Bear Witness

Editorial: The unspoken guidelines of social media

The opinion of the Bear Witness editors

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High school is often a student’s first introduction to romantic relationships, but it shouldn’t be a place where those are riddled with unnecessary pressures from your partner or outside influences.

When someone, often male, texts another student for pictures with little or no clothing, otherwise known as asking for nudes, it presents at its best an undesirable complication in school. Those pressured to send these pictures often risk those being shared to others without consent, causing immeasurable psychological and emotional distress.

Relationships are all about building and respecting boundaries, and being confident in your own body is okay. Being confident in your own sexuality is okay. Being comfortable enough to share things with someone else is okay.

However, students who request nudes of others, sometimes underage disregard someone’s privacy, and most of all, violate the trust and respect of their subject as a means to sexually objectify their peers. In the light of the law, this is an illegal practice, as asking for nudes of an underage teens represents the ownership of child pornography.

Relationships are full of choices, but respect is not an optional one. A person should never feel pressured or obligated to do something they don’t want to do. If they refuse to participate, that person should never have to feel held back or ridiculed for their own choices.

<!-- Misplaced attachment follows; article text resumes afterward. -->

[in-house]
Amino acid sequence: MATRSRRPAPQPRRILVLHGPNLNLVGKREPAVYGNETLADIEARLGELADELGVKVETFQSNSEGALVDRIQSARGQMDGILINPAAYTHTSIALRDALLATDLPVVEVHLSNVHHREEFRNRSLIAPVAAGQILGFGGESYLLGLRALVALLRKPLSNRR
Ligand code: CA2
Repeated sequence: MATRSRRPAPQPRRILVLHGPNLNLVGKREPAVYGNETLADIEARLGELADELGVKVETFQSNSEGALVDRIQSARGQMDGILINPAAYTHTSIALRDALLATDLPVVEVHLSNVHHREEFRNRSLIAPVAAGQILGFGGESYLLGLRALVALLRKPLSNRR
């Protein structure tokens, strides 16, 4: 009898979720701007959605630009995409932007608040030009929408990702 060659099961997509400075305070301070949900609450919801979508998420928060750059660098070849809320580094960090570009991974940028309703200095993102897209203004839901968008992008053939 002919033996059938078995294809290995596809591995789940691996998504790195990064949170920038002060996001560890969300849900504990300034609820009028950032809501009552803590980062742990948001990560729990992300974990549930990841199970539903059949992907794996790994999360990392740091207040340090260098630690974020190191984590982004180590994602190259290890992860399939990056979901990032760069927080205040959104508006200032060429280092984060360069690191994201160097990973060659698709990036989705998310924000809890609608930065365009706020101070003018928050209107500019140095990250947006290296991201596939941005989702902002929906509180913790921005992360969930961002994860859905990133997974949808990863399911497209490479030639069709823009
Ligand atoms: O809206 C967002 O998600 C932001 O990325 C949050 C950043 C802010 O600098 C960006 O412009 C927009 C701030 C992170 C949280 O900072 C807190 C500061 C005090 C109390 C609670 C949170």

Bragging about the number of pictures collected to other peers is not okay. Making comments in the halls and similarly making comments online is not okay. Spreading rumors about how people choose to live their lives is not okay. Chasing people off social media sites is not okay. Feeling like you are only safe by turning all accounts to private is not okay.

It causes people to feel insecure with their bodies and with themselves in general. They could feel ashamed. A negative image of yourself can lead to anxiety, depression, and countless other problems.

The less comfortable a person feels with themself the less likely they are to ask for help.  

There are enough stresses that come with being a student, and the least we can do is be decent human beings to each other. Basic respect doesn’t mean everyone has to be friends with one another, nor does it mean that anyone is obligated to like everyone they meet; it simply means aiming to comfort and accept our peers.

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Editorial: The unspoken guidelines of social media